What can I, the host give Jesus, my guest this Advent season? My heart. Jesus just simply wants my heart. And yours. He wants to take residence in my heart and yours. Jesus wants a relationship with you. Open your heart to Jesus, our Messiah, the Lamb of God, the King of Glory. Welcome Him. Silence first. Pray to Him, tell Him your heart. Your sins, worries, fears, tears, sorrows, praises, joys, and dreams. “Leave all your worries with Him, because He cares for you.” ~ 1 Peter 5:7. He is listening, He cares, He comforts, and He answers with His love. “I have loved you with an everlasting love; therefore, I have continued to extend faithful love to you.” ~ Jeremiah 31:3

Posted in believe, conquer, crown, death, glory, God, heart, holy, Jesus, king, life

A Crown and Purple Promises

medical_animation_coronavirus_structureKristina Jacobsen, a cultural anthropologist and singer-songwriter recently wrote in a Blue Zones article about her experience in Italy and living among the Italians during the novel corona virus pandemic.  “Antonio Pani plays with the word ‘corona,’ which also means ‘crown’ and symbolizes power.  He addresses the novel corona virus, singing in the southern version of the Sardinian language, Campidanese: ‘Even if you walk around with a crown, you will never be our king’.”  Pani’s sentiments are shared among all mankind around this world today.

But there was a crown worn by a Jewish man, Jesus.  His story is to be told hundreds of years before His birth and resurrection, and these hundreds of years afterwards.  This Holy Week leads us to the promises from the prophets of old.  Who is this King of Glory?  The Holy Bible in the Old and New Testaments makes references to crowns and the color purple which signify royalty.  Kings, queens, and prophets wore purple.  The books of Esther, who is crowned queen by King Xerxes and Daniel, the prophet who is given this same honor signified by wearing a purple robe.  A crown of thorns and a purple robe were used mockingly by the Roman soldiers to decorate Jesus Christ as the King of the Jews while the crowd shouted “Crucify! Crucify!”  Jesus suffered everything and died on the cross He was nailed to.  That crown of thorns would be replaced three days later with a crown of glory.  You see, death could not hold Jesus back from God’s glory.  Jesus conquered death. This Son of Man is also the Son of God.  The King of the Jews is our King.  Believe.  Let this Easter be the season to believe, old promises made anew,  a shining light in the darkness, broken hearts mended, a new life.  Like the purple phlox, violets, hyacinths, and tulips open up for us, open the gates of your heart and let Him in!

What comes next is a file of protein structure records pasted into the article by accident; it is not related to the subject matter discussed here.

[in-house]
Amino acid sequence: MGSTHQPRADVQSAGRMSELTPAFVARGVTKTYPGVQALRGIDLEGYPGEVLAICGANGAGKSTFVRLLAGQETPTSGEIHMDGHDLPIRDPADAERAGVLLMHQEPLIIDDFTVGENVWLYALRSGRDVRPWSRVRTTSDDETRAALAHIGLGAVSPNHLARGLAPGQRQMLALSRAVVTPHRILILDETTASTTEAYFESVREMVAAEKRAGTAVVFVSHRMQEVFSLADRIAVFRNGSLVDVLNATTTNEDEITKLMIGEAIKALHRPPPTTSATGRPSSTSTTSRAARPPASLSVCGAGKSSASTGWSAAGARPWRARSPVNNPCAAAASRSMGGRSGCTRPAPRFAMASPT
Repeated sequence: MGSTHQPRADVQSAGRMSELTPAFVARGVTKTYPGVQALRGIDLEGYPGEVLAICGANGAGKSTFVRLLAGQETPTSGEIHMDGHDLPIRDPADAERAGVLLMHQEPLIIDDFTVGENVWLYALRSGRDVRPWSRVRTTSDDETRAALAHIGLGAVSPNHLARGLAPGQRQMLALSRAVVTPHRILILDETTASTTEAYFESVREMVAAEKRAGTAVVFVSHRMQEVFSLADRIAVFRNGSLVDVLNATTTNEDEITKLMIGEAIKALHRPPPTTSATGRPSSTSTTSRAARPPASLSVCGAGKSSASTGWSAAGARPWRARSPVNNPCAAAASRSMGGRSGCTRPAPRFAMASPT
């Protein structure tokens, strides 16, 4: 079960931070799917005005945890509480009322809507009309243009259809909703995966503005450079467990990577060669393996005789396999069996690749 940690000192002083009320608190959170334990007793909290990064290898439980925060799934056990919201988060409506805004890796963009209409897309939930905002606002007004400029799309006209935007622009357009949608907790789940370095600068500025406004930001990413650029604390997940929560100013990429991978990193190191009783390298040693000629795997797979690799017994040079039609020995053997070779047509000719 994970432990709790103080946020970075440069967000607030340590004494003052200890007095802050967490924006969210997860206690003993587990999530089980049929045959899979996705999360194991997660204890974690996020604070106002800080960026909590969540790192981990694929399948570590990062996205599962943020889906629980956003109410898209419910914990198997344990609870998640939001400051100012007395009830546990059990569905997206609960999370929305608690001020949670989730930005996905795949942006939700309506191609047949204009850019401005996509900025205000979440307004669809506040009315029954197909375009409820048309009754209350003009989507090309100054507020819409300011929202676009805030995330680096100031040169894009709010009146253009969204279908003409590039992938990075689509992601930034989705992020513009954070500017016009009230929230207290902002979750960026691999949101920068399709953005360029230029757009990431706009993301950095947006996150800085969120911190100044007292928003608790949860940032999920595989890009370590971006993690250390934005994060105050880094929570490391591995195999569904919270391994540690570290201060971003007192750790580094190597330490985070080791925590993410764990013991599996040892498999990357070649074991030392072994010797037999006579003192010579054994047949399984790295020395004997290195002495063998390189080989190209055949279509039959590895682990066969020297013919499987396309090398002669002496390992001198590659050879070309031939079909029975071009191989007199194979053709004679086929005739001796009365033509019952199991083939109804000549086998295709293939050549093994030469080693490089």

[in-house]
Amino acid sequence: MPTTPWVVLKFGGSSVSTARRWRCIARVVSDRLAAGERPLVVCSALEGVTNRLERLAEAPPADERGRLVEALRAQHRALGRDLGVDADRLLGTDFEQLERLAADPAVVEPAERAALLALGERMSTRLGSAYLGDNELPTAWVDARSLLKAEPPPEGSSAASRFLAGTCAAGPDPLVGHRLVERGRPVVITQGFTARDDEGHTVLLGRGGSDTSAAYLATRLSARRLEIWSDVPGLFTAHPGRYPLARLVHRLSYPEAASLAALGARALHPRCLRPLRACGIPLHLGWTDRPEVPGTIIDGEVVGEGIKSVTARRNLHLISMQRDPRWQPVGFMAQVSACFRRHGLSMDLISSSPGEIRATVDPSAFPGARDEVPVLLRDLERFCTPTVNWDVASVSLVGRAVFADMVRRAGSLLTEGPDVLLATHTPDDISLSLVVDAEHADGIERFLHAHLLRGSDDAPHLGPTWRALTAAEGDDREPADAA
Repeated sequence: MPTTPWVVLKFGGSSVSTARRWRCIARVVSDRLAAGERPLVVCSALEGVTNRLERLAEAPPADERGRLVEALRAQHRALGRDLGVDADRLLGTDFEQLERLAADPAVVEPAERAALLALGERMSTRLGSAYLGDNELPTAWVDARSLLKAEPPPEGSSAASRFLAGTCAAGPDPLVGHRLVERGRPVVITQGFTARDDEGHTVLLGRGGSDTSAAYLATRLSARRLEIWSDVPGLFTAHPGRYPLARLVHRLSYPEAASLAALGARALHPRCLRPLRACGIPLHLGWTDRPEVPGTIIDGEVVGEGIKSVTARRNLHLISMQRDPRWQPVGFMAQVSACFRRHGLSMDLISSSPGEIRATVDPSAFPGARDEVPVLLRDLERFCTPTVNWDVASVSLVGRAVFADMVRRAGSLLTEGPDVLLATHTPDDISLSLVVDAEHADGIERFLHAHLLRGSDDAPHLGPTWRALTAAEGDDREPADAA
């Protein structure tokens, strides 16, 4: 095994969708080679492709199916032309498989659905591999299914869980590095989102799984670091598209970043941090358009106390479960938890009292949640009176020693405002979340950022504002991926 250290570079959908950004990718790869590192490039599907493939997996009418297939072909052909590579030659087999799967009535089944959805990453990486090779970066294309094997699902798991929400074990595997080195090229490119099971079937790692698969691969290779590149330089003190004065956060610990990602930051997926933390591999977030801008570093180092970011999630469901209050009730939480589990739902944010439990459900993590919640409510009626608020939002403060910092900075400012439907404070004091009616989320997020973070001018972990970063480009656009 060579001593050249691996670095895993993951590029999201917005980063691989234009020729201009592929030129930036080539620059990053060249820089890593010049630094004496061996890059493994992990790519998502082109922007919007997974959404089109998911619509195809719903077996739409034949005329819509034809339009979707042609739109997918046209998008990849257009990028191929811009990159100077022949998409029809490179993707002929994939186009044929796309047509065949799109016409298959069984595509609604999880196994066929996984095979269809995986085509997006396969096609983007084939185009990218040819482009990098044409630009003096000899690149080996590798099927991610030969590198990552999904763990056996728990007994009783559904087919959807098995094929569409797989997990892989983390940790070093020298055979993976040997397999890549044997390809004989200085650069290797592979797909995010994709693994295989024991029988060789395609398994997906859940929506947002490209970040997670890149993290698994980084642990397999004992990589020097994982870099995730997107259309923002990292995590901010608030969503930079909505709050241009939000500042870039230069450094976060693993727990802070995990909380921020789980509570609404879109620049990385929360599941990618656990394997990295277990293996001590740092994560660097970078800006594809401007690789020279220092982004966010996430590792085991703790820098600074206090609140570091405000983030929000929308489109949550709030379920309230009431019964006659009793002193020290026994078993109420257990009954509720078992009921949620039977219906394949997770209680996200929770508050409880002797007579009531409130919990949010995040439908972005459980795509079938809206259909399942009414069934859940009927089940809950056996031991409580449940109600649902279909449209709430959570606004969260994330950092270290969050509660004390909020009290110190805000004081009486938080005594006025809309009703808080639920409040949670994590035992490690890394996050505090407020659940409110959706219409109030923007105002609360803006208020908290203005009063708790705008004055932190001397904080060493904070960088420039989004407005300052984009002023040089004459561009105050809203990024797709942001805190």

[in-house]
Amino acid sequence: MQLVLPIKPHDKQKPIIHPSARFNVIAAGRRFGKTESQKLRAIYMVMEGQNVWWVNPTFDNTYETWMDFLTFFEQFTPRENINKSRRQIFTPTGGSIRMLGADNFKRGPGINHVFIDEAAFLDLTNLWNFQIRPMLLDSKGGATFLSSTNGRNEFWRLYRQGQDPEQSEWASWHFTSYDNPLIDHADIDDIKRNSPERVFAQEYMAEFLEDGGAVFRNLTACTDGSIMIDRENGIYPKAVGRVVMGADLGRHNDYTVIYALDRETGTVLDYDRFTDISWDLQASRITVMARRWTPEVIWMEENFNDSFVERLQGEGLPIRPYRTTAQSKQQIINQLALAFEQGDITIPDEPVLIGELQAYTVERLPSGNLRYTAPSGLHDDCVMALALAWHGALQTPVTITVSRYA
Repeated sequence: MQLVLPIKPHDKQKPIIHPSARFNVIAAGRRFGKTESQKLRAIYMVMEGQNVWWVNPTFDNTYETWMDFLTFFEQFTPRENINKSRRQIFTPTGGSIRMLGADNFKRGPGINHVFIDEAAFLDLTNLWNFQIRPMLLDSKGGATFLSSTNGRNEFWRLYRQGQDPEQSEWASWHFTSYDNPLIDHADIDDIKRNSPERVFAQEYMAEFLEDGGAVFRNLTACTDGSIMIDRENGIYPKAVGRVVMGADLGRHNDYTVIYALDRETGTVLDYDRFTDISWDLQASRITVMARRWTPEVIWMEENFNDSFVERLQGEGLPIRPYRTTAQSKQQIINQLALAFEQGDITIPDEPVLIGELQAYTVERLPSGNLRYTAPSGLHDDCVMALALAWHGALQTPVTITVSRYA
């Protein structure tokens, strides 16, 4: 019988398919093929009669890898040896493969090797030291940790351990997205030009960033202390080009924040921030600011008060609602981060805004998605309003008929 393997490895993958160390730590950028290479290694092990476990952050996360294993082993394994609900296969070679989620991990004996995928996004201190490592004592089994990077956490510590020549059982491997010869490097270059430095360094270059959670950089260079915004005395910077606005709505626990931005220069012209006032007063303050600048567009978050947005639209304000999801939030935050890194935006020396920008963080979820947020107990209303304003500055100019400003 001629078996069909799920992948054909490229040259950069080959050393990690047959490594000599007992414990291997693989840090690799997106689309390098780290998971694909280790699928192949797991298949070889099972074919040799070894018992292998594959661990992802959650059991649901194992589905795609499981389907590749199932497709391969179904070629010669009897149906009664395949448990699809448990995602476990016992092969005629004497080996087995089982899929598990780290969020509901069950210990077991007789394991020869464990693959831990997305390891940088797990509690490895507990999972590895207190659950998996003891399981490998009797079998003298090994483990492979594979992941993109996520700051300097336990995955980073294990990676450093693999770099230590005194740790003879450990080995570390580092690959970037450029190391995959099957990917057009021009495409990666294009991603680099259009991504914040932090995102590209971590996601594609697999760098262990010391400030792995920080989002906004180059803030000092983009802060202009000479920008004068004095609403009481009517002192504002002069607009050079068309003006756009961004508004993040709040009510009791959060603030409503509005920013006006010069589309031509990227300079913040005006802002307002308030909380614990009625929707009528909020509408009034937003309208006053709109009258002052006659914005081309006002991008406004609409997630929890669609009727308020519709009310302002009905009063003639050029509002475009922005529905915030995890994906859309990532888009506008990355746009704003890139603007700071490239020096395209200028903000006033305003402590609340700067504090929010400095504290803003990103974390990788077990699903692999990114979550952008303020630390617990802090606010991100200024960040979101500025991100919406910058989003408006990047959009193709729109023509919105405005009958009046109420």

This song “The King of Glory” was written by Catholic priest, Willard F. Jabusch.  This well-known song is based on an Israeli folk tune that he learned while studying in Israel.  Let us celebrate!

The King of glory comes, the nation rejoices.
Open the gates before him, lift up your voices.
Who is the King of glory; What shall we call him?
He is Immanuel, the promised of ages.
The King of glory comes, the nation rejoices.
Open the gates before him, lift up your voices.
In all of Galilee, in city or village,
He goes among his people, curing their illness.
The King of glory comes, the nation rejoices.
Open the gates before him, lift up your voices.
Sing then of David’ Son, our Savior and Brother.
In all of Galilee was never another.
The King of glory comes, the nation rejoices.
Open the gates before him, lift up your voices.
He gave his life for us, the Lamb of salvation.
He took upon himself the sin of the nations
The King of glory comes, the nation rejoices.
Open the gates before him, lift up your voices.
He conquered sin and death; he truly has risen.
And he will share with us his heavenly vision.
The King of glory comes, the nation rejoices.
Open the gates before him, lift up your voices.